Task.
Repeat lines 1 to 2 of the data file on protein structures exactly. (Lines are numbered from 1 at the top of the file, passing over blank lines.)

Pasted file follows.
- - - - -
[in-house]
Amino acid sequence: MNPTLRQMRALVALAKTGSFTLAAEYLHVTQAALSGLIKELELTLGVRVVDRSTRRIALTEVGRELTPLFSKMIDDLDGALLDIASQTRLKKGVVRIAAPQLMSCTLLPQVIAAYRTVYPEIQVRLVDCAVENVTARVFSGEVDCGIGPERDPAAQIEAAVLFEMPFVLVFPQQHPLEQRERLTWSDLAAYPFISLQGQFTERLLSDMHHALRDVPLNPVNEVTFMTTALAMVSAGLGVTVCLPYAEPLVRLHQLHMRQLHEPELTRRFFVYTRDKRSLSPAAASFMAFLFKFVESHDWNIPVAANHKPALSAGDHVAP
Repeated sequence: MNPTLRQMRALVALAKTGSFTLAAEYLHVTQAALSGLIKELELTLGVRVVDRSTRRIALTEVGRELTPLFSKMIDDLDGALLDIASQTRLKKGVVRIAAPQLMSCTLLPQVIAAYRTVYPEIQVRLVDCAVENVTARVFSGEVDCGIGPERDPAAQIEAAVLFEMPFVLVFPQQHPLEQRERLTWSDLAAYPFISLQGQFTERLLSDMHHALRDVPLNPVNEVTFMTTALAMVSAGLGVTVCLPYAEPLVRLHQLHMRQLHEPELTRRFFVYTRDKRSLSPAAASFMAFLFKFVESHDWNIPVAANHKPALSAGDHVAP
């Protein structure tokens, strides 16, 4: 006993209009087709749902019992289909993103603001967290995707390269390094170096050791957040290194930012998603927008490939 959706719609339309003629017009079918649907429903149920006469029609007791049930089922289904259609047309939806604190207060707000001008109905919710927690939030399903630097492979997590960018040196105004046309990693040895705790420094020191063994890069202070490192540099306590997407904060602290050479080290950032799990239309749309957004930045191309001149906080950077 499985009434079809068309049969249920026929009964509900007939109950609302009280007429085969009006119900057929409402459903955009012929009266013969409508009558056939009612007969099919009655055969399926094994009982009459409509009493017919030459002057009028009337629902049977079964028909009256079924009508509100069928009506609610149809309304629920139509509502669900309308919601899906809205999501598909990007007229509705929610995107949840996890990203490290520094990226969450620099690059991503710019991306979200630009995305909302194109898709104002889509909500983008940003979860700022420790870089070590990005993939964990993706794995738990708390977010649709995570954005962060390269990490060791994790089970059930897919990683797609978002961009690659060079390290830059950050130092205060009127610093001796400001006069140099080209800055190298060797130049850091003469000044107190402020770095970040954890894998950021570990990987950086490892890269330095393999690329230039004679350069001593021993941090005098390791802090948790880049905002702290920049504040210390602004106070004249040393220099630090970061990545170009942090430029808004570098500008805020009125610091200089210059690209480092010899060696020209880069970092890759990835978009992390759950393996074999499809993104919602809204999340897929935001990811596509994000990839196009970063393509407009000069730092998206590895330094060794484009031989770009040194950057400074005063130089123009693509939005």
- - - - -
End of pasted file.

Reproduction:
[in-house]
Amino acid sequence: MNPTLRQMRALVALAKTGSFTLAAEYLHVTQAALSGLIKELELTLGVRVVDRSTRRIALTEVGRELTPLFSKMIDDLDGALLDIASQTRLKKGVVRIAAPQLMSCTLLPQVIAAYRTVYPEIQVRLVDCAVENVTARVFSGEVDCGIGPERDPAAQIEAAVLFEMPFVLVFPQQHPLEQRERLTWSDLAAYPFISLQGQFTERLLSDMHHALRDVPLNPVNEVTFMTTALAMVSAGLGVTVCLPYAEPLVRLHQLHMRQLHEPELTRRFFVYTRDKRSLSPAAASFMAFLFKFVESHDWNIPVAANHKPALSAGDHVAP